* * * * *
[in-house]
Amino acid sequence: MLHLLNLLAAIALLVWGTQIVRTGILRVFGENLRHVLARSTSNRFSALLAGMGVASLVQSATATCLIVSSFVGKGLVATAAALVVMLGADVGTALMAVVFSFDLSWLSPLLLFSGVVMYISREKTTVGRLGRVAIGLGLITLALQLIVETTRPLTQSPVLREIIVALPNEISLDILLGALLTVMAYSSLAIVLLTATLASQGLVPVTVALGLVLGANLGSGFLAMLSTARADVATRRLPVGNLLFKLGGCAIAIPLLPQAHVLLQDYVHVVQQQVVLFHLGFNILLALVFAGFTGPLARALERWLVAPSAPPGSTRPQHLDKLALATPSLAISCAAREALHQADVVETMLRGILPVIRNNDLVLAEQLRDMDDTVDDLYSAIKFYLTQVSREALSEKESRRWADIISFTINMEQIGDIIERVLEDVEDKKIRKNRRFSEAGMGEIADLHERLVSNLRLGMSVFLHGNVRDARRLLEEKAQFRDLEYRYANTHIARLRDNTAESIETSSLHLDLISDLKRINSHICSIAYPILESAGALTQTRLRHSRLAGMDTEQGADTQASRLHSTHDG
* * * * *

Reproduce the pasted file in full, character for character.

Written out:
[in-house]
Amino acid sequence: MLHLLNLLAAIALLVWGTQIVRTGILRVFGENLRHVLARSTSNRFSALLAGMGVASLVQSATATCLIVSSFVGKGLVATAAALVVMLGADVGTALMAVVFSFDLSWLSPLLLFSGVVMYISREKTTVGRLGRVAIGLGLITLALQLIVETTRPLTQSPVLREIIVALPNEISLDILLGALLTVMAYSSLAIVLLTATLASQGLVPVTVALGLVLGANLGSGFLAMLSTARADVATRRLPVGNLLFKLGGCAIAIPLLPQAHVLLQDYVHVVQQQVVLFHLGFNILLALVFAGFTGPLARALERWLVAPSAPPGSTRPQHLDKLALATPSLAISCAAREALHQADVVETMLRGILPVIRNNDLVLAEQLRDMDDTVDDLYSAIKFYLTQVSREALSEKESRRWADIISFTINMEQIGDIIERVLEDVEDKKIRKNRRFSEAGMGEIADLHERLVSNLRLGMSVFLHGNVRDARRLLEEKAQFRDLEYRYANTHIARLRDNTAESIETSSLHLDLISDLKRINSHICSIAYPILESAGALTQTRLRHSRLAGMDTEQGADTQASRLHSTHDG